In many ways, the godly impulse to rest is not only written into our biological rhythms, but it also revives and enlivens us. You may have heard me say in my sermons that following God is becoming more human, and that sin is anything that makes us less human. Life without rest, without a break, without a vacation, dehumanizes us. I’m guessing you probably know what it feels like when you’ve been in a season that has sapped the energy out of you, taken away the zest of life, broken you down physically or emotionally, or made you feel like you’ve got nothing left. There are so many other ways of saying it, but the need for rest from work is an important part of following in Jesus’ footsteps. Even He, God Incarnate, Immanuel, took time away to recharge and reinvigorate Himself by being with His Father (which should probably tell us something, right?).

Our society was built upon the backs of hard workers, and in many ways, the American ideal of a hard day’s work has been retained to this day. However, you don’t have to be a certified workaholic to get tired and worn out. There is much conversation about having a solid awareness of work/life balance and being intentional about maintaining health between the two…and rightly so. The simplest way I can think to put it, at least right now, is that you will not have the fulfilling, meaningful life for which God created you if you have too much work OR too much rest. Having purpose demands work, but maintaining the energy to engage that purpose requires rest.

So as I sit here at my computer, just a couple of days after a week and a half of vacation myself, my prayer for you as the summer finishes up is that you would hear the words of Jesus in Matthew 11, believe them, and put that belief and trust into action: "'Are you tired? Worn out? Burned out on religion? Come to me. Get away with me and you’ll recover your life. I’ll show you how to take a real rest. Walk with me and work with me—watch how I do it. Learn the unforced rhythms of grace. I won’t lay anything heavy or ill-fitting on you. Keep company with me and you’ll learn to live freely and lightly” (28-30, The Message).

Adventure is out there!  Pastor Aaron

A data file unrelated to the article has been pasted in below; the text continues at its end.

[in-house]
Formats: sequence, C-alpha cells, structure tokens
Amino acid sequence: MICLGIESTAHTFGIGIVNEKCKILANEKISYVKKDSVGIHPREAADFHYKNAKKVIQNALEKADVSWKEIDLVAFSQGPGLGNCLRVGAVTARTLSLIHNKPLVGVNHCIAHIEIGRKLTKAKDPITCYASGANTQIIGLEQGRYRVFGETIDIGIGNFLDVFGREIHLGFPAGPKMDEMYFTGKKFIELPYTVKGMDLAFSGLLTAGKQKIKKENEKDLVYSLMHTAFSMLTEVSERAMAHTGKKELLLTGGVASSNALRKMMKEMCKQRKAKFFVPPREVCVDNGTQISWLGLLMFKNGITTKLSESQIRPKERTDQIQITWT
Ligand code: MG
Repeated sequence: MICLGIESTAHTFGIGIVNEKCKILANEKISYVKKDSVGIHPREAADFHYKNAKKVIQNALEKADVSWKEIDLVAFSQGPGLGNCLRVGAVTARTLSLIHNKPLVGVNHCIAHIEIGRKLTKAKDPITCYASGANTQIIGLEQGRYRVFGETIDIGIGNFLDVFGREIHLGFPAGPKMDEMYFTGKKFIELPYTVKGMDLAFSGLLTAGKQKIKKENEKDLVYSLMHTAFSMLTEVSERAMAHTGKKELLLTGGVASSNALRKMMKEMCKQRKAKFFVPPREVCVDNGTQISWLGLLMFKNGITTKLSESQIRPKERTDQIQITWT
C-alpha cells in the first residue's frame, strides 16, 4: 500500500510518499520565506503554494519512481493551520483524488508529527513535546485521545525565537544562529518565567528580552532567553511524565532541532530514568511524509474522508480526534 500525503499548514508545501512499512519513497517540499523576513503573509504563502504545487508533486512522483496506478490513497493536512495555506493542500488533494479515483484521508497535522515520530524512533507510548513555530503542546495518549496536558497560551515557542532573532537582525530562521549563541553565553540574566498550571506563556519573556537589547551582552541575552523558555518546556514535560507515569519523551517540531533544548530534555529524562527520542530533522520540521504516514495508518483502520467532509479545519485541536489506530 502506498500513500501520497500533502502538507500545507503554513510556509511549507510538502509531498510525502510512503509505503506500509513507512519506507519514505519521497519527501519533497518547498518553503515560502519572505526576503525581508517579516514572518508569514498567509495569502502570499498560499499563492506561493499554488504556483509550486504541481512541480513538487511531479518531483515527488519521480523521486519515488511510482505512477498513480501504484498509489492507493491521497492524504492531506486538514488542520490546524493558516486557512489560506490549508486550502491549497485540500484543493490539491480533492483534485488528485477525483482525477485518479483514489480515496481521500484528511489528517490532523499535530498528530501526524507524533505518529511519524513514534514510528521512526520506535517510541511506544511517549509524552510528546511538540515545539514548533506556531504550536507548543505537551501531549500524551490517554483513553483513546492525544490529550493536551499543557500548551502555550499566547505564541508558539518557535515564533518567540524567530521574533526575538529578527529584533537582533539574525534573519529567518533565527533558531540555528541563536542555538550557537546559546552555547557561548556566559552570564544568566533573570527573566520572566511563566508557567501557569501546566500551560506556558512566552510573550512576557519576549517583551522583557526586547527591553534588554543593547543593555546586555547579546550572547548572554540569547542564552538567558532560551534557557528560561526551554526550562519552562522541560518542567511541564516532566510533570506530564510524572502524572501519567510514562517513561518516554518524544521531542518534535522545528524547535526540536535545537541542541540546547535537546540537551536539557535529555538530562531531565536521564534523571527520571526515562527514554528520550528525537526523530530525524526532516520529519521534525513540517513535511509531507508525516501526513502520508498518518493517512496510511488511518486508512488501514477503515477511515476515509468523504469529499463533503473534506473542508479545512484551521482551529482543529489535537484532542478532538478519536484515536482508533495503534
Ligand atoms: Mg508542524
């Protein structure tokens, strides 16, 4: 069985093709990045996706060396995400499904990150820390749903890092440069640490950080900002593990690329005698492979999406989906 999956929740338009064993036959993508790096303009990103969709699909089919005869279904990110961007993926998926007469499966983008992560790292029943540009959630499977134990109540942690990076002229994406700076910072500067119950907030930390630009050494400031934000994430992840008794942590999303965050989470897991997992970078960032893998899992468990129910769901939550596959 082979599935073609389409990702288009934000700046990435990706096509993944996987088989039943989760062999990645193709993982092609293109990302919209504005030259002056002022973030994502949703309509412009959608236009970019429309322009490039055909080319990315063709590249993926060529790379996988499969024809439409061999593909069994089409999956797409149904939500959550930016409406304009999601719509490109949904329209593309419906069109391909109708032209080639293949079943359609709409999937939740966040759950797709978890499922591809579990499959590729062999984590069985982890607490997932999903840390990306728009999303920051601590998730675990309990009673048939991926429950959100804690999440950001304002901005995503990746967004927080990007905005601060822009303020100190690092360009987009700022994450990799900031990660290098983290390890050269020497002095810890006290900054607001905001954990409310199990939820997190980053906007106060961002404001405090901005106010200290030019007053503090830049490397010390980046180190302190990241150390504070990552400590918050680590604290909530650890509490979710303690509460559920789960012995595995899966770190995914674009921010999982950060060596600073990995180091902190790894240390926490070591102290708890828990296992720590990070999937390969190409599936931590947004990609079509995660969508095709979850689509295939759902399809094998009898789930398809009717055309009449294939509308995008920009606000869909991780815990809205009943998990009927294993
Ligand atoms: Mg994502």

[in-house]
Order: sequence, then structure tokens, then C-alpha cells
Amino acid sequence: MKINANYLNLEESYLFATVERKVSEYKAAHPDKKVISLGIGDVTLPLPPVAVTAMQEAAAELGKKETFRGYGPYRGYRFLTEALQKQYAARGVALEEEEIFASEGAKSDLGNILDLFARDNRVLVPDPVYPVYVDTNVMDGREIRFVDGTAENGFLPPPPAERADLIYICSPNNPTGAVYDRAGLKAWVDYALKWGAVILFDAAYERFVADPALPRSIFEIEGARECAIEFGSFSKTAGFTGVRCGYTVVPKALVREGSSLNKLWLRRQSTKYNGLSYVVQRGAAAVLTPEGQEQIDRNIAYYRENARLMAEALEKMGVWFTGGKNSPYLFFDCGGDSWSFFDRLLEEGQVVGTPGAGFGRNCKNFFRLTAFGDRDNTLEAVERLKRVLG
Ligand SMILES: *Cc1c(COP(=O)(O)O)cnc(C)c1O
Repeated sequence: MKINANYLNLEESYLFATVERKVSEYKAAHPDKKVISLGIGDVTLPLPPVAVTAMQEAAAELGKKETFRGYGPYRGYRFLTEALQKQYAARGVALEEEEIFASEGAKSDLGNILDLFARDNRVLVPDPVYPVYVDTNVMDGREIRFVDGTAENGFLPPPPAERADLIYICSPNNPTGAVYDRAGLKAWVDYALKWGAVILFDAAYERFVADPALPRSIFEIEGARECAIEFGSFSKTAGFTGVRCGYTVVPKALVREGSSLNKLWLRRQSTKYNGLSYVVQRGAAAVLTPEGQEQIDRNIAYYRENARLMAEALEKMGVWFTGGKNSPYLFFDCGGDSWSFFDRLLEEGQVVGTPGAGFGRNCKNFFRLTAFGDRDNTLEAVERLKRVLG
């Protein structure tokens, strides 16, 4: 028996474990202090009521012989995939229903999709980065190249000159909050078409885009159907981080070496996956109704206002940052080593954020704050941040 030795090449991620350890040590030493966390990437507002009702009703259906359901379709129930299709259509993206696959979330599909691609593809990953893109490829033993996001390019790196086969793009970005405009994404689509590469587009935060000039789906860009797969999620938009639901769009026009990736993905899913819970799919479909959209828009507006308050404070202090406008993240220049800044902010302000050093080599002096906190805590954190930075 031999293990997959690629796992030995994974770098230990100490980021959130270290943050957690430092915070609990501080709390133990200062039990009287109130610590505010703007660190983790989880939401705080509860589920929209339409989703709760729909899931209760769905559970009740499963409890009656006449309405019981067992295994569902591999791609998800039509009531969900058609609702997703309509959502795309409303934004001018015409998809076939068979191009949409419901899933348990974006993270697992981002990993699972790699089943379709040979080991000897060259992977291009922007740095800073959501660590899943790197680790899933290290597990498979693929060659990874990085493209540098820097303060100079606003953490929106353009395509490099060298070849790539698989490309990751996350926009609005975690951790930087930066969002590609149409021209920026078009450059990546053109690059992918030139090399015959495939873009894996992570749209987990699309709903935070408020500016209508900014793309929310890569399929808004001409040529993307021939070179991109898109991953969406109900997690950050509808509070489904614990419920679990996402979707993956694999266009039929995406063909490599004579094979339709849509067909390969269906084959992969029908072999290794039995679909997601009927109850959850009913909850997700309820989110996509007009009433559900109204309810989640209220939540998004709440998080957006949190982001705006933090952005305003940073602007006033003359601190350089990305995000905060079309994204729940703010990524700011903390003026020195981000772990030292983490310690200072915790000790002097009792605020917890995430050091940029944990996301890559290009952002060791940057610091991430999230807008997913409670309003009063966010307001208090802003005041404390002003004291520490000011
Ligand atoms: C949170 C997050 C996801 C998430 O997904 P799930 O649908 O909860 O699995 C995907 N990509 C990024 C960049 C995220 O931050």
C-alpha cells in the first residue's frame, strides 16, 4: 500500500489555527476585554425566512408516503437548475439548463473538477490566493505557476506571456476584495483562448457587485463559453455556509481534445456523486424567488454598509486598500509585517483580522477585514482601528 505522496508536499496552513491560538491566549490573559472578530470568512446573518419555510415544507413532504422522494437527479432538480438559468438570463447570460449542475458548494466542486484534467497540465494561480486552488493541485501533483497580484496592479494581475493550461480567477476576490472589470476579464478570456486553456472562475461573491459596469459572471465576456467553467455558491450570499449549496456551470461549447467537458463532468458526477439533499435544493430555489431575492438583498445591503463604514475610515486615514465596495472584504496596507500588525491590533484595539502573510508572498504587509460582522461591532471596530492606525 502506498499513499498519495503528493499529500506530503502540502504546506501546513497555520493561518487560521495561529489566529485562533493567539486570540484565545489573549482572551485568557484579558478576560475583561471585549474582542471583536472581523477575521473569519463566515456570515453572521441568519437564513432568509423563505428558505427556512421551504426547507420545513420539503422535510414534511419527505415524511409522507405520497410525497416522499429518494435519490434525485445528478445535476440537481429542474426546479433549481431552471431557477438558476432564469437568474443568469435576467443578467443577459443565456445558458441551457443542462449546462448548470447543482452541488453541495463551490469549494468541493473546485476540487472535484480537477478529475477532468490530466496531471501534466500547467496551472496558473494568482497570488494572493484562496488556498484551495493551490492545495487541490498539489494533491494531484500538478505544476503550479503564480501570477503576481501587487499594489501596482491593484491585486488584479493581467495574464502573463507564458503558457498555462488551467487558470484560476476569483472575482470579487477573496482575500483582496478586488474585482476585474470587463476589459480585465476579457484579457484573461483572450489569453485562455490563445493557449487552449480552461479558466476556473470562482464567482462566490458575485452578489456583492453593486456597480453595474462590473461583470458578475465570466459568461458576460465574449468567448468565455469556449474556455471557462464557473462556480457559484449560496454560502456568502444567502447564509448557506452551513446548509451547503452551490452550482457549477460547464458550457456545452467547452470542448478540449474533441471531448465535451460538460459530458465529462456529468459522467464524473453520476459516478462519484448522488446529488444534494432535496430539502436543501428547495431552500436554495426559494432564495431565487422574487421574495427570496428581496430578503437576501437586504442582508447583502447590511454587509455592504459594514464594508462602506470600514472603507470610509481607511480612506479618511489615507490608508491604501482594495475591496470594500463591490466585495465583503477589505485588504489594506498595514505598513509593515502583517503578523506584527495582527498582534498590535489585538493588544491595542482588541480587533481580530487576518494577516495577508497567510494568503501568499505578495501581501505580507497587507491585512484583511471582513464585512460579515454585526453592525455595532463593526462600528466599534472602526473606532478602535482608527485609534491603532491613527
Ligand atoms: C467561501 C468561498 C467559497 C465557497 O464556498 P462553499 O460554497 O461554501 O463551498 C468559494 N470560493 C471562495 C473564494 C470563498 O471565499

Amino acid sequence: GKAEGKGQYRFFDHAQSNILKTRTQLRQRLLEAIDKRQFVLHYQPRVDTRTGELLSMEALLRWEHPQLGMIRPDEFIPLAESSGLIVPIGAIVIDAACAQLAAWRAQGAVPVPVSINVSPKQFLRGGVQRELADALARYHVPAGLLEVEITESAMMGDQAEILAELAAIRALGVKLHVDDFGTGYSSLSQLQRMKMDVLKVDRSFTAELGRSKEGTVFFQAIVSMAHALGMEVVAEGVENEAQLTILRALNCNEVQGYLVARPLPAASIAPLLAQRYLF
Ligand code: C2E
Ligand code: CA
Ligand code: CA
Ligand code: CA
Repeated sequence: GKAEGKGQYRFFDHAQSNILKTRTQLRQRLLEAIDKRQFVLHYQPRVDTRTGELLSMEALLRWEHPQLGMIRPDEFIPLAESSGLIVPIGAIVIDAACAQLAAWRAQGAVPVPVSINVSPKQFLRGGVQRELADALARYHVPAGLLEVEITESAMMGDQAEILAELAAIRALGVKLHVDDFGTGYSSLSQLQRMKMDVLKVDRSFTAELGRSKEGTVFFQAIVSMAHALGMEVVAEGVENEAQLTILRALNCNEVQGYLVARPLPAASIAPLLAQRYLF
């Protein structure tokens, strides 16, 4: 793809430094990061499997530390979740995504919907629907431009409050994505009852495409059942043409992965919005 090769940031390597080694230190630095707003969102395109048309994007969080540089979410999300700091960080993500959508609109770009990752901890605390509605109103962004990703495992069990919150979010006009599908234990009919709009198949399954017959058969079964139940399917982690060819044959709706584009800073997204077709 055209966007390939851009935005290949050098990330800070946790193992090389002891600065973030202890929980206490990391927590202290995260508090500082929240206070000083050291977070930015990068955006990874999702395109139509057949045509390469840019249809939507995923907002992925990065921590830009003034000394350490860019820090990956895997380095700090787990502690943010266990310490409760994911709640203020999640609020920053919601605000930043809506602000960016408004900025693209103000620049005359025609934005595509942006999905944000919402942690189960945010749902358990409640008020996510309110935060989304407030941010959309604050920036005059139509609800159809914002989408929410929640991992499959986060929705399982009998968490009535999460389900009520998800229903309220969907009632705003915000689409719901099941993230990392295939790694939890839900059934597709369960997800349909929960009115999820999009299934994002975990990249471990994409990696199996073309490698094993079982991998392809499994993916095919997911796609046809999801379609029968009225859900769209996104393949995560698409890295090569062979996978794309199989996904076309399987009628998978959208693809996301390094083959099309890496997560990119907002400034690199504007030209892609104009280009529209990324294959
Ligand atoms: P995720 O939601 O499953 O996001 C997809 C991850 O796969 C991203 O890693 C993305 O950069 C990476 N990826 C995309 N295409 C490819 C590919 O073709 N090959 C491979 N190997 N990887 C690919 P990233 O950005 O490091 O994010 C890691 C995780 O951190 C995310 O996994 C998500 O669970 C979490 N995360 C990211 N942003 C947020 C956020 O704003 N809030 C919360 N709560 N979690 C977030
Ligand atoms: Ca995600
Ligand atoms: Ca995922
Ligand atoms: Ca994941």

Preparing for Transformation - July 2019

If you’ve ever done a home improvement project of any scale, you’ve probably noticed that preparing for the project often takes just as long, if not longer, than actually doing the work. Purchasing supplies, examining plans and schematics, cleaning out areas that need space, ensuring all tools are available and at the ready - the list of preparations can be immense and often stall the beginning of the project, much less its completion. Yes, a project usually begins with a great deal of preparation.

The same could be said of spiritual transformation. God is constantly working on our hearts. Sometimes He uses blessings and victories to encourage us. Sometimes He allows brokenness and defeat to shape us. But whatever He sends us, it is with His express purpose of making us more like Him, teaching our hearts to beat with His, and gifting us with the tools we will need to do His work of redeeming things that are sad and ugly in our present reality. Whatever circumstances He uses, it often takes time. And we almost never understand why He’s putting us through the moments of shaping until they're past.

The apostle Paul encourages us in Romans 12, "Do not be conformed to this age, but be transformed by the renewing of your mind, so that you may discern what is the good, pleasing, and perfect will of God” (vs. 2, CSB). God is at work transforming us, making us into something different, not “just because” (even though…let’s face it…that reason would be enough!). He’s transforming us so that we can discern His will. And we know that God’s desire, and what would please Him most, is for "everyone to be saved and to come to the knowledge of the truth (1 Timothy 2:4, CSB). Yes, God’s plans, and the changes He is constantly making to us are never willy-nilly, purposeless, or unintentional. He has a plan to save the world, and He wants to prepare you and me to play a part in that mission. There is not a greater calling or purpose in this life.